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m2 SSD failure ? over time

huntersamhuntersam Member UncommonPosts: 210
I got myself a custom system and all seemed well for the first week , then the problems started it would not boot up from cold or suddenly lock for no apprent reason . Fast forward to a few weeks ago and it wassent back for repair and they apprently replaced the motherboard and main chip since they said there was a power issue with it . got it back 3 days ago and it has been redownloading my steam cataslog and i =noticed it wa sl;ocking up again so i removed the oc from 4.2 to started 3.3 and continued fine all night long then we had a power cut went to switch it on after it and it just kept on locking up . disabled the m2 in the bios and reinstalled windows on the other SSD no problems at all any idea how to resurrect the m2 or is it toast , I just feel that all the problems i have had from this system steams from having this flacky drive or has anyone else have any other ideas

Comments

  • VrikaVrika Member EpicPosts: 6,411
    edited August 2016
    At what point did the system keep locking up? Did it give any error messages?

    If you already have Windows installed on your other SSD, you should try:
    1. Re-enable the M2 SSD in BIOS
    2. Change boot order in BIOS so that the system will try to boot from your other SSD, not the M2 SSD

    With luck, your computer can boot from the BIOS on other SSD, and you can then inspect the M2 SSD from that Windows. If you get it to show on Windows, you can check if it's working with a program like HHDScan: 
      http://hddscan.com/


    But I don't know if your problem is with the SSD or with something else. If the SSD were the cause, then removing OC on your processor should not have helped.
     
  • huntersamhuntersam Member UncommonPosts: 210
    well thats what i was thinking but from the start i had trouble that why you automatically thought its the overclock but now i have thought about it the more i think i must of had a flaky drive from the word go and everyone was looking in the wrong direction but i will try and do what you suggest brb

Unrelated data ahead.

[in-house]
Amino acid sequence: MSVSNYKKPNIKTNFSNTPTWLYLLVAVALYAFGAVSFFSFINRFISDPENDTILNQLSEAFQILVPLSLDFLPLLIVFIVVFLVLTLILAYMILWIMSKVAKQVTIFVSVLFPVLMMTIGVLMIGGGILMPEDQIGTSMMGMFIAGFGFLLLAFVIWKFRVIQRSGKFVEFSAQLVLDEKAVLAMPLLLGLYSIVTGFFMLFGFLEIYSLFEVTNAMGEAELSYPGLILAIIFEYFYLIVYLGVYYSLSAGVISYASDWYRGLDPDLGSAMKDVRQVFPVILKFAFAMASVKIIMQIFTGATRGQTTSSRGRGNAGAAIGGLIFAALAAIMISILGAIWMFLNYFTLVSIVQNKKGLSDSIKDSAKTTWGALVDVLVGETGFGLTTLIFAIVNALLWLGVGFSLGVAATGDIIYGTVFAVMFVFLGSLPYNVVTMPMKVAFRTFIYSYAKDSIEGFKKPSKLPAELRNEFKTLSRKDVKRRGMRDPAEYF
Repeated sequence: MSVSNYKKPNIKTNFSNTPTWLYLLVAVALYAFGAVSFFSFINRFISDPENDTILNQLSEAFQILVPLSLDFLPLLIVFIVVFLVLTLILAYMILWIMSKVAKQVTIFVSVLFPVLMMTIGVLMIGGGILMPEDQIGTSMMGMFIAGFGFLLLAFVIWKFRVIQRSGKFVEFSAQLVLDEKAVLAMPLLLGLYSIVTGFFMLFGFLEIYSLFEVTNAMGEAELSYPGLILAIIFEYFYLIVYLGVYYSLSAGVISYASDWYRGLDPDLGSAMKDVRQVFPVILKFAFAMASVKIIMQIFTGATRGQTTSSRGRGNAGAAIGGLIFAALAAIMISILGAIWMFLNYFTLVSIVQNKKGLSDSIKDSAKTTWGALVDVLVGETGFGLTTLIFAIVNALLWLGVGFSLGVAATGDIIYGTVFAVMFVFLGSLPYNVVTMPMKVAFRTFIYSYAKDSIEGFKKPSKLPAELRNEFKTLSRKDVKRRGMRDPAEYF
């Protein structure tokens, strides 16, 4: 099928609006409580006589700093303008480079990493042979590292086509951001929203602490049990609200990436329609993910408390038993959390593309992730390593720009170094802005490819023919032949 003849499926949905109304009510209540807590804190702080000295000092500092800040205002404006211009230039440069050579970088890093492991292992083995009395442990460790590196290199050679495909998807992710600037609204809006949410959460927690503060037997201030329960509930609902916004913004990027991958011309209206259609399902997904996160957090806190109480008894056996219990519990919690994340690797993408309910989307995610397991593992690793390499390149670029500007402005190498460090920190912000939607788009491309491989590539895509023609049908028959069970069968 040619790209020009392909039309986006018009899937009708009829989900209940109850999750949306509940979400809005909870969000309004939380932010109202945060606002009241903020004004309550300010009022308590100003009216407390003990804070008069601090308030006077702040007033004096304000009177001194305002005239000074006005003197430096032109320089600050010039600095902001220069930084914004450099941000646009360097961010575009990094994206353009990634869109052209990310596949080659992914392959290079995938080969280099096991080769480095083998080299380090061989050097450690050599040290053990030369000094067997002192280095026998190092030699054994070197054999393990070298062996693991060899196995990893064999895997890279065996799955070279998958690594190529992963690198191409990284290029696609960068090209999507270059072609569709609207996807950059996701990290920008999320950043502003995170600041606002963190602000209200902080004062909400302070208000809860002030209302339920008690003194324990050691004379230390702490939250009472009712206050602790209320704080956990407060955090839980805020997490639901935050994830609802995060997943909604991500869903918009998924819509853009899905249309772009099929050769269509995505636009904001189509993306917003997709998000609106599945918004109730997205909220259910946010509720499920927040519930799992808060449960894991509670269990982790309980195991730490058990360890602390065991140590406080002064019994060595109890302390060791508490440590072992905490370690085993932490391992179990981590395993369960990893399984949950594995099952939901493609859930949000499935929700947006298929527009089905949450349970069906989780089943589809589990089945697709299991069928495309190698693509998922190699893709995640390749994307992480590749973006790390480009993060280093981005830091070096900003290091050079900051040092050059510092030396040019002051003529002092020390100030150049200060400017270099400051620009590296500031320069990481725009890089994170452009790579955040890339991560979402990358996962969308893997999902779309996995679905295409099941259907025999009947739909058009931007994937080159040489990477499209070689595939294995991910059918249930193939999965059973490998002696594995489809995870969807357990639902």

• huntersamhuntersam Member UncommonPosts: 210
    did another thin first tried to reinstallk windows after removing partition and formating got to 93% and locked up on me went back to other install booted fine might get them to send me a new m2 SSD as its onyl under the grahpcis card
  • huntersamhuntersam Member UncommonPosts: 210
    also another thing i noticed was my memory chips had two different timings one was 2800 which was right and the other had 2666 which is wrong , didnt think you could do that
  • VrikaVrika Member EpicPosts: 6,411
    edited August 2016
    huntersam said:
    also another thing i noticed was my memory chips had two different timings one was 2800 which was right and the other had 2666 which is wrong , didnt think you could do that
    You can mix RAMs with different speeds, but if you do that they should all run at the speed of slowest RAM. There's also a risk that different RAMs are incompatible with each other. Most of the time different RAMs will work just fine, but not always.

    If you have a spare USB stick, and don't need your computer for a while, you can test RAM with MemTest86
     http://www.memtest86.com/

    It's also possible that a problem with RAM would cause both instability, and something that looks like problems with HD as files get corrupted during installation/download/copying.
     
  • huntersamhuntersam Member UncommonPosts: 210
    will try that tomorrow after ive spoken to them dont want to fiddle too much still under warrety on site
  • QuizzicalQuizzical Member LegendaryPosts: 22,078
    Post your full system specs.  I'd like to see what you've got.
  • RidelynnRidelynn Member EpicPosts: 7,057
    It's the overclock, remove the overclock and 60% of the time, it works every time.




  • WizardryWizardry Member LegendaryPosts: 17,824
    There are ALWAYS factors never mentioned when comes to marketing.
    One example is showing us a CLEAN fresh HD,when we should be seeing results with tons of files loaded like in real time use.

    Same goes for GPU's,you cannot take hardware you see advertised as being 100% the same as what YOU would be buying over the counter.

    Good trend to make is to be VERY skeptical and see/test for yourself,don't believe what salesmen are trying to sell you or websites are advertising.
    There is ONLY one person you can trust....YOURSELF.

    Never forget 3 mile Island and never trust a government official or company spokesman.

  • NightliteNightlite Member UncommonPosts: 227